Since the health effects of lead in drinking water have made the nationwide news, many residents are worried about being exposed to lead via the tap water in their home. If you live in an older home or apartment building, water pipes are more likely to be coated in lead, which could lead to health problems or lead poisoning. The good news is, since so many people are now aware of the potential risks of lead in the water system, residents act quickly to get their home tested for lead.
The greatest danger from exposure to lead is lead poisoning. Signs of lead poisoning include:
- Joint aches and pains
- Damage to the nervous system
- Stunted growth and development in children and babies
- Trouble in pregnancy or getting pregnant
- Hearing and speech problems
Many people are exposed to lead in older water pipes, paint chips, soil, older toys and dust tainted with lead. People who live in older homes or work in older buildings (pre-1970s) are usually at higher risk of lead exposure.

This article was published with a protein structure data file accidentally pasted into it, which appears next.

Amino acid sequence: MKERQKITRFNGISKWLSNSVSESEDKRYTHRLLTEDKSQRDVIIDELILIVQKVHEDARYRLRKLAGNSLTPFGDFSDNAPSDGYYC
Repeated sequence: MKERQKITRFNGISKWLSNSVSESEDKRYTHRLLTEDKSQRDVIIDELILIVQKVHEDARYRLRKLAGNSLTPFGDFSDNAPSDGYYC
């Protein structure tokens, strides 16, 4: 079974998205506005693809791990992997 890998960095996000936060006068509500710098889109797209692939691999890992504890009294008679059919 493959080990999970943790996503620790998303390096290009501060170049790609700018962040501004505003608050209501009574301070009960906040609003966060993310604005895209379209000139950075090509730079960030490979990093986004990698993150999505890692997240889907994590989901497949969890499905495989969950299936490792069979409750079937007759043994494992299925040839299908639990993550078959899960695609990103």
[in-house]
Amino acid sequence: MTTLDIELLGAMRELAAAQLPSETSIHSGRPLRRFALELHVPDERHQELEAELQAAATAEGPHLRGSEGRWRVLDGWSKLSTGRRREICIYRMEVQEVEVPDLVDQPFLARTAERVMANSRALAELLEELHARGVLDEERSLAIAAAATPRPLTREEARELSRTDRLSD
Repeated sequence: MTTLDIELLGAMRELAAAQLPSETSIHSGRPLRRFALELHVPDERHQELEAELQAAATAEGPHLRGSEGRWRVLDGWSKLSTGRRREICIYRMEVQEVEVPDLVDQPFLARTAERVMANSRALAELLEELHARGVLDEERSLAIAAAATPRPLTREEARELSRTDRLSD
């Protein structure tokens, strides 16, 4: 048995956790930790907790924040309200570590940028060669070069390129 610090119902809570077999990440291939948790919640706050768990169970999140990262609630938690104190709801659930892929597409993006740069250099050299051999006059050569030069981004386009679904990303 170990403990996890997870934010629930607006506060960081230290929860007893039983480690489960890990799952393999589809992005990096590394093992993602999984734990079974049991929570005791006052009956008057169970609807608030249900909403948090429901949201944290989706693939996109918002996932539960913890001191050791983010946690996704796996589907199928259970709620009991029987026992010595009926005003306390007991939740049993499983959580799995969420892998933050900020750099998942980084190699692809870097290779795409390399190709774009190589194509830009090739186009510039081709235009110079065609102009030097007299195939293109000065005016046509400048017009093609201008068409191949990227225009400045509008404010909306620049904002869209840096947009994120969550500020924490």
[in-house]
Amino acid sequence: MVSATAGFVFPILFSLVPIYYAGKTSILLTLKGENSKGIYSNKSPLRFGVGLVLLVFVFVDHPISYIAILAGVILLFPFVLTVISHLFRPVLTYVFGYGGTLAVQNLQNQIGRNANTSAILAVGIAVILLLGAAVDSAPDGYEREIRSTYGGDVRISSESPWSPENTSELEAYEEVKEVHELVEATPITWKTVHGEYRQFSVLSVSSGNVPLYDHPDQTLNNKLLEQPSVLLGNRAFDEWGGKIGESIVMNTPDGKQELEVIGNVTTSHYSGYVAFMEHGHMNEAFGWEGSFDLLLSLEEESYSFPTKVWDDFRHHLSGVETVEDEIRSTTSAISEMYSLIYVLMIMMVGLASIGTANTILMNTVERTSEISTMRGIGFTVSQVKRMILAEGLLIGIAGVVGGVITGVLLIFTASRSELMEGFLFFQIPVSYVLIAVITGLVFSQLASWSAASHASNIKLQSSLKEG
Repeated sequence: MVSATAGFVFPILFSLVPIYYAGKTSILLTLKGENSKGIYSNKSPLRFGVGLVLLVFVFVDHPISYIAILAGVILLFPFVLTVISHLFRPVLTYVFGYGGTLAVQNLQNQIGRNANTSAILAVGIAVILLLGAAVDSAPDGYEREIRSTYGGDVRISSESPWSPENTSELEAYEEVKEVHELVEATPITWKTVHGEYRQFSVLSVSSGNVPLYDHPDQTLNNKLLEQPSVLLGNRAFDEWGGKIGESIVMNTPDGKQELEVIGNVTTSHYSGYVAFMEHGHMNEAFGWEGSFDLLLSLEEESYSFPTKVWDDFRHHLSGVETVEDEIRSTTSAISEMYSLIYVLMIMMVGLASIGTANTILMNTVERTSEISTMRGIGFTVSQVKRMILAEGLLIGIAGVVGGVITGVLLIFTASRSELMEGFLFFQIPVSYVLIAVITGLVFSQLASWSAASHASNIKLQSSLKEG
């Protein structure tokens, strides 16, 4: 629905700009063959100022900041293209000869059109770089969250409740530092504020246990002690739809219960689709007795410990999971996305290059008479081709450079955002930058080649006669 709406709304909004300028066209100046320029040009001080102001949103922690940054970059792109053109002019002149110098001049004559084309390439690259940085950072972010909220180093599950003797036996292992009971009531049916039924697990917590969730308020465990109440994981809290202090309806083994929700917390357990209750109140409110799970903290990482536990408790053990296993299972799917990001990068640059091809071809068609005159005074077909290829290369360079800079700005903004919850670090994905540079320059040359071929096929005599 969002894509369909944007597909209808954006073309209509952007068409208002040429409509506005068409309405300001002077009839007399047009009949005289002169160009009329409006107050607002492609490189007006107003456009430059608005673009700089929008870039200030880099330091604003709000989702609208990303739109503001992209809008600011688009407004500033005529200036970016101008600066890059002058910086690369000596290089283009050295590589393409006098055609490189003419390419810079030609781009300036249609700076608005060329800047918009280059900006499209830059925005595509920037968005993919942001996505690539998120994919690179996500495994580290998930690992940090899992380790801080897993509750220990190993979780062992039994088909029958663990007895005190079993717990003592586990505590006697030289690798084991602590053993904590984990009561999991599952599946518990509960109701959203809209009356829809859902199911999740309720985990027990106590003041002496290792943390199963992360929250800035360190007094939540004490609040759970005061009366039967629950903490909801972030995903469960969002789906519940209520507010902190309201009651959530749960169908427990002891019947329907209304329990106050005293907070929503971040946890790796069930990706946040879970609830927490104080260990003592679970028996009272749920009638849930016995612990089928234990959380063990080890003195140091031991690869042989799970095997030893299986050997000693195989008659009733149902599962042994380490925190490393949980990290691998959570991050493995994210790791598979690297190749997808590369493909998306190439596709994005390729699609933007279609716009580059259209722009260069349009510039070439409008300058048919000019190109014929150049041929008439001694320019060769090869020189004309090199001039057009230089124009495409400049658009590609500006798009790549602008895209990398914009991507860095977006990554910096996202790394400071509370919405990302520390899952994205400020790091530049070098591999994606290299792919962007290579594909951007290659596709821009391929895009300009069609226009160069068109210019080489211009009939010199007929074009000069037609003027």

Over 1 million people worldwide died of lead poisoning in 2017, according to the World Health Organization. Young children are most likely to suffer from lead poisoning, according to WHO.
Lead exposure in very small doses is usually not lethal. However, there has been no safe level of lead exposure discovered for small children and babies. If you have young children in your household, you will want to remove any trace of lead right away.
If you believe that you may have lead poisoning, get your blood tested right away.
Getting Rid of Lead
If you believe that your water supply may be tainted with lead, you may have to send a sample to the local laboratory. Michigan’s government does offer testing to see if water is contaminated with lead. Because most lead sources are municipal water pipes, your local government will have to handle removing the contaminated pipes.
Here are some ways to reduce lead intake through water:
- Use only cold water. Hot water is more likely to contain lead.
- Flush your pipes by running water for a minute or two or taking a shower.
- Invest in a reverse-osmosis system to filter water.
- Clean your faucet’s screen (or aerator) to reduce buildup of sediment, debris and lead particles.
- Avoid drinking, cooking or brushing your teeth with water you suspect might have lead in it. Bathing and showering in possibly lead-contaminated water shows no health risks.
Emergency restoration companies may be able to provide some guidance for you in tackling lead-contaminated water. Try reaching out to local emergency restoration providers, such as DriForce, Belfor and PuroClean.